I wonder whether there is a difference between living and dead authors in as much as fandom's acceptance of fictional reality is concerned, though. While there has been a lot of to and thro regarding Lord of the Rings
based fanfiction post-movies, and how much characterisation was influenced by the films, I don't think - correct me if I'm wrong - there is a strong faction seriously arguing that "Tolkien got it wrong" about pairing X or character Y. Compare the attitude towards al lthings Sherlock Holmes when Arthur Conan Doyle was still alive - the famous pestering him for years into resurrecting Holmes post-Reichenback Falls - to current, where the criteria for modern adaptions like Sherlock
or the Guy Ritchie film Sherlock Holmes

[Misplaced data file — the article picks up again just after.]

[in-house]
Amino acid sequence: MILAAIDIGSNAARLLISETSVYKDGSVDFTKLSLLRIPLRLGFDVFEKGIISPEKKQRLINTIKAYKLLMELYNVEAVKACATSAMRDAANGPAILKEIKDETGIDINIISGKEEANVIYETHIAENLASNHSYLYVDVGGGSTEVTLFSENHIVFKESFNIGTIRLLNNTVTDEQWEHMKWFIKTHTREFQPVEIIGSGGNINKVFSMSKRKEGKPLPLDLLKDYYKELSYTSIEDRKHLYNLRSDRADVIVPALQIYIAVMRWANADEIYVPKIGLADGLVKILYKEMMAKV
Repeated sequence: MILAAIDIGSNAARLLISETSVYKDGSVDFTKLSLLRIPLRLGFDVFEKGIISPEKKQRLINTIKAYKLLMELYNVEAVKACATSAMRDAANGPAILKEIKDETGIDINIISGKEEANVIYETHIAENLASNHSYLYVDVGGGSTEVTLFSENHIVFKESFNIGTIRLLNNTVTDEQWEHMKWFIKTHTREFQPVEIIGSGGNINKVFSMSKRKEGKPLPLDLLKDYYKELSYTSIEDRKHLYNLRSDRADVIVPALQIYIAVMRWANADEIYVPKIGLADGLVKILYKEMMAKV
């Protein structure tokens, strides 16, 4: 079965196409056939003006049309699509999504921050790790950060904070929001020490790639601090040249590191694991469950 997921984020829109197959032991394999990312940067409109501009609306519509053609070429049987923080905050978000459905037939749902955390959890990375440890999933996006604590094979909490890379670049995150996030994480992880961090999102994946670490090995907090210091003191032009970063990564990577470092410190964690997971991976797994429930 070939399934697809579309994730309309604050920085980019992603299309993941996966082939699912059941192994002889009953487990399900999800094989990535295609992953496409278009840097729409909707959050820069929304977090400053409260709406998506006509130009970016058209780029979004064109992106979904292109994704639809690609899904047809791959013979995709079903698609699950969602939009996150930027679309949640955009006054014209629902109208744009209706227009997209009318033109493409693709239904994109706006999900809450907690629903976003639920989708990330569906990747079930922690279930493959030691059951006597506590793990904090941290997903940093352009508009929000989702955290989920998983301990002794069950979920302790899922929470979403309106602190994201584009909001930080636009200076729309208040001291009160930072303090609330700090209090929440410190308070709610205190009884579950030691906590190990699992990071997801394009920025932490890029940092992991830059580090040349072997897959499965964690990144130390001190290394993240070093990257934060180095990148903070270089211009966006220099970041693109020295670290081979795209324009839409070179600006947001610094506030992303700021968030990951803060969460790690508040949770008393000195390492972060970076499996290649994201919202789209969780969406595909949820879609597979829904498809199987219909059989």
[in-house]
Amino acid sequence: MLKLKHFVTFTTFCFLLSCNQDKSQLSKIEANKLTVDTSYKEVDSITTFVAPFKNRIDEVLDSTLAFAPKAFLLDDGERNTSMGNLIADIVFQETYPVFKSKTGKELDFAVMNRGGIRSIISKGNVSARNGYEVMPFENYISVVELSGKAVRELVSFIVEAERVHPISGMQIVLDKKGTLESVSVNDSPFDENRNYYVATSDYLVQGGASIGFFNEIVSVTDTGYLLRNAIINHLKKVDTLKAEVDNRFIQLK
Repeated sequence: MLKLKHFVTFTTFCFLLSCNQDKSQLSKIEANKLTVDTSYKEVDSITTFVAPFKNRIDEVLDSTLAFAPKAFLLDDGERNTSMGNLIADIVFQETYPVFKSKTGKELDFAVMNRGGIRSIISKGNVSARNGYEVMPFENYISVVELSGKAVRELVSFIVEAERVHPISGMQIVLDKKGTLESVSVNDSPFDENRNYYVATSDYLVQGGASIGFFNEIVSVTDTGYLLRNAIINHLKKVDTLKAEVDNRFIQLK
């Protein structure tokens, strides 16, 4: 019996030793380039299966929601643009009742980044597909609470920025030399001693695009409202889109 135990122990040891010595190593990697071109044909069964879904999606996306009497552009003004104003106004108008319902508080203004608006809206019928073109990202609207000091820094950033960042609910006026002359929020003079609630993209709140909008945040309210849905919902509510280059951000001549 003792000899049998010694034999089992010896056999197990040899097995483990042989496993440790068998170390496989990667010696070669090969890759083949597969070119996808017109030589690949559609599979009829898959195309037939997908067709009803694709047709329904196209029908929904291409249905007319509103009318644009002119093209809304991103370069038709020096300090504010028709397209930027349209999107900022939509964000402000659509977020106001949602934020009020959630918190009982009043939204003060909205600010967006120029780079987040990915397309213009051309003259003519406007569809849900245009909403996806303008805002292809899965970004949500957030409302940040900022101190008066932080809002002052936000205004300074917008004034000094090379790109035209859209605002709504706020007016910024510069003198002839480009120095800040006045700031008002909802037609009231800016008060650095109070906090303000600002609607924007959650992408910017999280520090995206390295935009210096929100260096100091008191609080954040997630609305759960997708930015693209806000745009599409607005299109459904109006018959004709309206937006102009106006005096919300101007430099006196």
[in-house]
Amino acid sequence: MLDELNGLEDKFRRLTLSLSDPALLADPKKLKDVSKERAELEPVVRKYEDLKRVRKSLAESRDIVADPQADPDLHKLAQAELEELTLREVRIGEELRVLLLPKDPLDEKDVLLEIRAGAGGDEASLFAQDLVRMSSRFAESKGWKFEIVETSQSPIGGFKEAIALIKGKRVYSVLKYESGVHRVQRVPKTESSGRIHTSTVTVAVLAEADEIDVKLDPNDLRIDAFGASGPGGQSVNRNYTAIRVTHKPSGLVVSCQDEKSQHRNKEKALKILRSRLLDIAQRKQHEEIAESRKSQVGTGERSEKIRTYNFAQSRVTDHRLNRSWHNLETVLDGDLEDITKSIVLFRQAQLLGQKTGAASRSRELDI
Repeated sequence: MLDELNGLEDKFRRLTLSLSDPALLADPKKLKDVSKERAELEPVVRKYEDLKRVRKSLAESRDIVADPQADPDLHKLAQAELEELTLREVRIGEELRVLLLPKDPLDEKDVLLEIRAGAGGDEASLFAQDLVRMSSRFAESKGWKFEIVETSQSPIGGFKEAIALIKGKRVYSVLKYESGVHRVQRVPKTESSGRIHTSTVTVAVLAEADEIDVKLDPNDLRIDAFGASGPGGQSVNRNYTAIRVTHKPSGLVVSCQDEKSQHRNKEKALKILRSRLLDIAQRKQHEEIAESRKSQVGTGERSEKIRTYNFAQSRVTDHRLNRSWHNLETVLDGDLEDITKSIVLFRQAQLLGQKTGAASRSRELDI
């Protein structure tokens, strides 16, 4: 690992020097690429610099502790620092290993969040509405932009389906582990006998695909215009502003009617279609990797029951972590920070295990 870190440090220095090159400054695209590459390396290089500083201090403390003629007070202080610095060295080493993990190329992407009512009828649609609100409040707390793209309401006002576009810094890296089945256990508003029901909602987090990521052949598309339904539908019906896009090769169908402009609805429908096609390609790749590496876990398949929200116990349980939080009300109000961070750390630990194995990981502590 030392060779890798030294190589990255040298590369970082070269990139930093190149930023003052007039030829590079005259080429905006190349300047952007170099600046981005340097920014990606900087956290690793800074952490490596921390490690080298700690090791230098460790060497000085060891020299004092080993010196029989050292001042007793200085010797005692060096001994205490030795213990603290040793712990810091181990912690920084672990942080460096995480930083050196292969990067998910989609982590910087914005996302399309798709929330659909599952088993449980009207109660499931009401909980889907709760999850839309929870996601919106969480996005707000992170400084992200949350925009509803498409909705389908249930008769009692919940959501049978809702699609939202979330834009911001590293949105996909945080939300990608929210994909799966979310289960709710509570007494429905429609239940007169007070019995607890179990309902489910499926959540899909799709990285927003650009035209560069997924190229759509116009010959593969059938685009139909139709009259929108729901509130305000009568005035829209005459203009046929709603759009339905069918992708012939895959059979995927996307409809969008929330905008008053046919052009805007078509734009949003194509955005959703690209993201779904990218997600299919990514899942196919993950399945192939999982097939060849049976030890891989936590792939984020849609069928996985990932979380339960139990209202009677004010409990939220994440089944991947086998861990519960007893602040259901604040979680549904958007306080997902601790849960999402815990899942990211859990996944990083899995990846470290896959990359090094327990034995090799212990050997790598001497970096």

certainy include whether or not these depictions of Holmes and Watson are reconcilable with Doyle's versions, not whether Doyle "got it wrong".
There is safety in one thing, though. I may dislike bashings of either Gwen - the one from Torchwood
and the one from Merlin
- but neither woman exists; finding posts wishing them unpleasant fates may make me roll my eyes and/or even disturb me, but there is no Gwen who could come across all the kerfuffle. Whereas when Robin Morgan accused Ted Hughes of "murdering" Sylvia Plath in the 1970s and wished a gory fate on him, he most certainly read it. And of course, films like "The Deal", "The Queen", "The Special Relationship" or "The Social Network" describe events only a few years back so just about everyone involved is bound to be confronted with their fictional alter egos and have an emotional response to this - how can they not? To return to the beginning, the most telling sentence in the entire TIME article about Zuckerberg is: Sorkin did a much better job of representing Facebook when he wrote The West Wing.